She’s had to wait so long but this scrappy stray who lived wild in a Beijing park has found a kind family to love and care for her.
For beautiful Baochun – whose name means “spring” – a lifetime of waiting and hoping is finally over.
As a stray fending for herself in a Beijing park, Baochun grew up the hard way. She survived by foraging for food scraps and from the kindness of strangers or park staff who would occasionally feed her.
That lonely day-to-day existence ended when Animals Asia’s partner organisation Beijing Lucky Cat were alerted to the park’s stray problem.
Chinese volunteers were shocked to find the cats barely surviving in poor conditions. Many were pregnant, with the youngest pregnant female found to be just five months old.
Most of the cats were wary of humans and rough with each other from a lifetime of competing for scarce food. Many had survived thanks to the compassion of the park staff who fed them and had forged trust over long years.
For Beijing Lucky Cat, this was vital. The trust built by compassionate park staff enabled volunteers to round up the cats to be neutered and control the exploding population.
Trap, Neuter, Return (TNR) programmes are widely acknowledged as the most humane, effective and financially sustainable strategy for controlling stray cat populations and maintaining their health.
While in the past inhumane culls have been used to control stray populations, these are now rare. Animals Asia has worked towards this end by funding local groups to carry out TNR programmes.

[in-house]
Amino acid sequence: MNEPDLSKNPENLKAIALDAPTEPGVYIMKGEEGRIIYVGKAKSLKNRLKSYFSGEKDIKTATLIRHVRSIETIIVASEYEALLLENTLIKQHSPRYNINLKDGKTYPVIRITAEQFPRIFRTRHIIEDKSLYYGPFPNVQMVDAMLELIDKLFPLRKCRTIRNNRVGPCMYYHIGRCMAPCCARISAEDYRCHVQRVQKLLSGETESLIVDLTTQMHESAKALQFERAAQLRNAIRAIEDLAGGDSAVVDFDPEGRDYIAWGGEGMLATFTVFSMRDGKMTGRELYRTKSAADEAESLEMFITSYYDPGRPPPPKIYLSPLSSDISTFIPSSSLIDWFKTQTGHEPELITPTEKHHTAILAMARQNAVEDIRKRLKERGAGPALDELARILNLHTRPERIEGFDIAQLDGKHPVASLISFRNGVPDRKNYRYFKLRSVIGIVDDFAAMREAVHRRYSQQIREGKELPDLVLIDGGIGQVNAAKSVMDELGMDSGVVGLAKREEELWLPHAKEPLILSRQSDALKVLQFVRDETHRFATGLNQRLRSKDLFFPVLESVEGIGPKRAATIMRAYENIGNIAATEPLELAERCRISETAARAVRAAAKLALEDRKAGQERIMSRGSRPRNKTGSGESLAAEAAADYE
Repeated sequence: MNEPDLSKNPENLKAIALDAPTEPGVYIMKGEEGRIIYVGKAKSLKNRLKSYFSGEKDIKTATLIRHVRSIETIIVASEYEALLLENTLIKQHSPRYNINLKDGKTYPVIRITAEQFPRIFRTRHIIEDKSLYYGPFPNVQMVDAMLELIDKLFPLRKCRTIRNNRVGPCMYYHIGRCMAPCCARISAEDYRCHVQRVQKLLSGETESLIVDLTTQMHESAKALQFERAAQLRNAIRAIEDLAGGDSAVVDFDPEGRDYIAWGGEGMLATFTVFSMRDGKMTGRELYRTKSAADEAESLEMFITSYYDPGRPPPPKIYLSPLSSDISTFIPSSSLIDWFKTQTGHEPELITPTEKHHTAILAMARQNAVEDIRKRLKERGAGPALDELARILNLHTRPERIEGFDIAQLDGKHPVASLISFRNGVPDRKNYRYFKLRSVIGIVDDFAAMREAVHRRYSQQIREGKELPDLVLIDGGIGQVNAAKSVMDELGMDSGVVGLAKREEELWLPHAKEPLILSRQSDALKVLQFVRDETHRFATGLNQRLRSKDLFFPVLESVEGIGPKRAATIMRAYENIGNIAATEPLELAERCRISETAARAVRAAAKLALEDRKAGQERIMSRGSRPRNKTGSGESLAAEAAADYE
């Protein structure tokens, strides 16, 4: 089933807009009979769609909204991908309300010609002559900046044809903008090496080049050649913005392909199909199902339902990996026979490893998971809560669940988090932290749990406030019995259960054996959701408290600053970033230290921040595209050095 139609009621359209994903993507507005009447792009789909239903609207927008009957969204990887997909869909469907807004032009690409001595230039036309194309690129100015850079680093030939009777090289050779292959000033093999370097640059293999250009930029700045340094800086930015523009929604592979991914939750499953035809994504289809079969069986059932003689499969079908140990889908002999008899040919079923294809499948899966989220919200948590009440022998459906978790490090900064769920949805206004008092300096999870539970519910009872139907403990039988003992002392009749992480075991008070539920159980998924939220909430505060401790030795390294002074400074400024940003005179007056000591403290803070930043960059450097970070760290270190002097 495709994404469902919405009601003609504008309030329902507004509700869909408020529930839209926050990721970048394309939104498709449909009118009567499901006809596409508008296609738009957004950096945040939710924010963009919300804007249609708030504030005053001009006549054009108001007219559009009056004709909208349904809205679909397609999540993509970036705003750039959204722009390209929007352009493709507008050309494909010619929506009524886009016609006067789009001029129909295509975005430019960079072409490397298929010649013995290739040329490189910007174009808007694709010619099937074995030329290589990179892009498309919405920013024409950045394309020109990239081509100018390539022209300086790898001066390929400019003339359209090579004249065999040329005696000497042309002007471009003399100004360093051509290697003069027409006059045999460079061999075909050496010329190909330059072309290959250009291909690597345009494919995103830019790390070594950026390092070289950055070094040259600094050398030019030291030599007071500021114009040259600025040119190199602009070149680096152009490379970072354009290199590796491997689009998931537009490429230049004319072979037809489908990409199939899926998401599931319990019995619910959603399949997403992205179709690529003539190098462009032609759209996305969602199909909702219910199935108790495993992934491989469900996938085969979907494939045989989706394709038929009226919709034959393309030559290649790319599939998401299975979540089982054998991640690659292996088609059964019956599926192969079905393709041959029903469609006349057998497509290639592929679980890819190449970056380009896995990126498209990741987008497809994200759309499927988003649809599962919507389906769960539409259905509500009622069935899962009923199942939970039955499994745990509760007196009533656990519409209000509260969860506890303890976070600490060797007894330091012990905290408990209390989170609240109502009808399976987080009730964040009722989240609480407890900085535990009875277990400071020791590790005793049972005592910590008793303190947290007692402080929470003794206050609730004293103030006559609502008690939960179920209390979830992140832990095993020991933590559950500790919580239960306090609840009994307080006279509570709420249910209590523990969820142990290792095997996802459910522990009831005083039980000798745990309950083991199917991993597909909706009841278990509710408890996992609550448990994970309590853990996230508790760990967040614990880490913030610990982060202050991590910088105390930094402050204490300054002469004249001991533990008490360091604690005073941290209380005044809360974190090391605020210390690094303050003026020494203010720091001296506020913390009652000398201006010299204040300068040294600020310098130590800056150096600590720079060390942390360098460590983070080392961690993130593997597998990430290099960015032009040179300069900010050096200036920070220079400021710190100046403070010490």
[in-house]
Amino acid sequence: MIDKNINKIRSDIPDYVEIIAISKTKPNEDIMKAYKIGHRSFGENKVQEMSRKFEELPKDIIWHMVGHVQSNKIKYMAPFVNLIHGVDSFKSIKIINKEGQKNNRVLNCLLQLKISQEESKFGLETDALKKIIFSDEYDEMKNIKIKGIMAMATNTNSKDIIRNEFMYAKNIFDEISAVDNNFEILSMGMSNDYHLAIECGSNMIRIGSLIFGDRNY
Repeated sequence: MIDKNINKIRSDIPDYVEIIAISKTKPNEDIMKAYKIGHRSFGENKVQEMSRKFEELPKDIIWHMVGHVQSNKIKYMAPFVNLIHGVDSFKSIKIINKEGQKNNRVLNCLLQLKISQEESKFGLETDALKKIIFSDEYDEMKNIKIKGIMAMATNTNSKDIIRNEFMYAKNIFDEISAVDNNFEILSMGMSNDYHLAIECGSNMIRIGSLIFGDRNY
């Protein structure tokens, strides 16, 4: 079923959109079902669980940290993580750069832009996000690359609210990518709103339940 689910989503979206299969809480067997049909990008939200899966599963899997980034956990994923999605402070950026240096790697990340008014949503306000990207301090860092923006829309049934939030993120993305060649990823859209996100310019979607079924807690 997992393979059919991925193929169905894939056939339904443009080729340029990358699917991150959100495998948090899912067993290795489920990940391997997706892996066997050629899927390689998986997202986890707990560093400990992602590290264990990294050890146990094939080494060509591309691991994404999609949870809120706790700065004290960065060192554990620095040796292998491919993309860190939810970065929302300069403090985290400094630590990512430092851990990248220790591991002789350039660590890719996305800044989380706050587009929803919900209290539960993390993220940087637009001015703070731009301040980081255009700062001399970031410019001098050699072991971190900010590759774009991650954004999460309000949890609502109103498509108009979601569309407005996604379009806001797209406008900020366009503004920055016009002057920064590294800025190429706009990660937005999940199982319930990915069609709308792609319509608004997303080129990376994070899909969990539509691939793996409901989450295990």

It was Animals Asia funding which enabled Beijing Lucky Cat to spay 162 felines in 2016. Nearly 30 of these lucky cats were adopted into loving homes while the remainder were returned.
Baochun was one of the lucky ones. As soon as she arrived, staff realised she was special. Like all strays she was jumpy and defensive but also curious.
It seemed certain that beautiful Baochun would soon find her forever home, but while other cats were adopted by loving Chinese families, Baochun was left waiting.
Months went by and still Baochun was alone. After a life spent surviving and always looking over her shoulder, she seemed nervous to visitors who never got to see her curious and affectionate side.
They simply didn’t know how much Baochun wanted to be loved.
But as the months passed, Baochun opened up. She learned to trust her carers, would roll over to show her belly, and purr with satisfaction when she received the affection she craved.
For the staff who refused to give up on Baochun’s future, their reward came after two months when a warm, open family fell in love with Baochun and took her with them to her new forever home.
Animals Asia works 365 days a year to improve the livelihood of cats and dogs in China. Funding local groups to administer TNR programmes allowed Animals Asia to successfully neuter and release 517 stray cats in four Chinese cities in 2016.